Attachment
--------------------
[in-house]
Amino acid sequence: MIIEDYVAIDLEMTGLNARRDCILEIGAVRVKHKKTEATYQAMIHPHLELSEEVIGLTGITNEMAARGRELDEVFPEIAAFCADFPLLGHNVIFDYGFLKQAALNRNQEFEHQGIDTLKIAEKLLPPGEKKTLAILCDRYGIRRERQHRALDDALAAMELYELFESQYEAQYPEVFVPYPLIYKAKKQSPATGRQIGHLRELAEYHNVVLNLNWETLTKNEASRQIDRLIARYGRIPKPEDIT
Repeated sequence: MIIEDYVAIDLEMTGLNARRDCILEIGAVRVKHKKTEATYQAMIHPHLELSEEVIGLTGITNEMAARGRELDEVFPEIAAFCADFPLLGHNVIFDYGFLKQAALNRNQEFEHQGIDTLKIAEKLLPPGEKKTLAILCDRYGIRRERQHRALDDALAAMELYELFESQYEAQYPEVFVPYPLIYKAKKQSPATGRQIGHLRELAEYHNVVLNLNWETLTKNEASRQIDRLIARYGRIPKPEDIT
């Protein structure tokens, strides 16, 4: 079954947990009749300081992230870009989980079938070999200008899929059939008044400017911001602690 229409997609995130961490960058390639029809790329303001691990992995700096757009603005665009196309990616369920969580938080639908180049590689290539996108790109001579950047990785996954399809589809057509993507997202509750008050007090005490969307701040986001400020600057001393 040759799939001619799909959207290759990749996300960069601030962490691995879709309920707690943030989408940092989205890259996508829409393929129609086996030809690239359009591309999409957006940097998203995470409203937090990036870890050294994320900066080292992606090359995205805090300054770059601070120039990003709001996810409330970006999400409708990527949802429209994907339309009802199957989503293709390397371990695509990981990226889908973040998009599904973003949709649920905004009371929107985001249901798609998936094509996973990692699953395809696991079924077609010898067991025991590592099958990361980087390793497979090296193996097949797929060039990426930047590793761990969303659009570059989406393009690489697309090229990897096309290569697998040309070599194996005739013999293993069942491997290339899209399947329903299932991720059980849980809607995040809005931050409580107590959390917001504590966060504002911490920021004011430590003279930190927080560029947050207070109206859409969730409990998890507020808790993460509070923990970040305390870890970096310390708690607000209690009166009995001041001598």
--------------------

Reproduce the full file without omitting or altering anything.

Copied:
[in-house]
Amino acid sequence: MIIEDYVAIDLEMTGLNARRDCILEIGAVRVKHKKTEATYQAMIHPHLELSEEVIGLTGITNEMAARGRELDEVFPEIAAFCADFPLLGHNVIFDYGFLKQAALNRNQEFEHQGIDTLKIAEKLLPPGEKKTLAILCDRYGIRRERQHRALDDALAAMELYELFESQYEAQYPEVFVPYPLIYKAKKQSPATGRQIGHLRELAEYHNVVLNLNWETLTKNEASRQIDRLIARYGRIPKPEDIT
Repeated sequence: MIIEDYVAIDLEMTGLNARRDCILEIGAVRVKHKKTEATYQAMIHPHLELSEEVIGLTGITNEMAARGRELDEVFPEIAAFCADFPLLGHNVIFDYGFLKQAALNRNQEFEHQGIDTLKIAEKLLPPGEKKTLAILCDRYGIRRERQHRALDDALAAMELYELFESQYEAQYPEVFVPYPLIYKAKKQSPATGRQIGHLRELAEYHNVVLNLNWETLTKNEASRQIDRLIARYGRIPKPEDIT
């Protein structure tokens, strides 16, 4: 079954947990009749300081992230870009989980079938070999200008899929059939008044400017911001602690 229409997609995130961490960058390639029809790329303001691990992995700096757009603005665009196309990616369920969580938080639908180049590689290539996108790109001579950047990785996954399809589809057509993507997202509750008050007090005490969307701040986001400020600057001393 040759799939001619799909959207290759990749996300960069601030962490691995879709309920707690943030989408940092989205890259996508829409393929129609086996030809690239359009591309999409957006940097998203995470409203937090990036870890050294994320900066080292992606090359995205805090300054770059601070120039990003709001996810409330970006999400409708990527949802429209994907339309009802199957989503293709390397371990695509990981990226889908973040998009599904973003949709649920905004009371929107985001249901798609998936094509996973990692699953395809696991079924077609010898067991025991590592099958990361980087390793497979090296193996097949797929060039990426930047590793761990969303659009570059989406393009690489697309090229990897096309290569697998040309070599194996005739013999293993069942491997290339899209399947329903299932991720059980849980809607995040809005931050409580107590959390917001504590966060504002911490920021004011430590003279930190927080560029947050207070109206859409969730409990998890507020808790993460509070923990970040305390870890970096310390708690607000209690009166009995001041001598």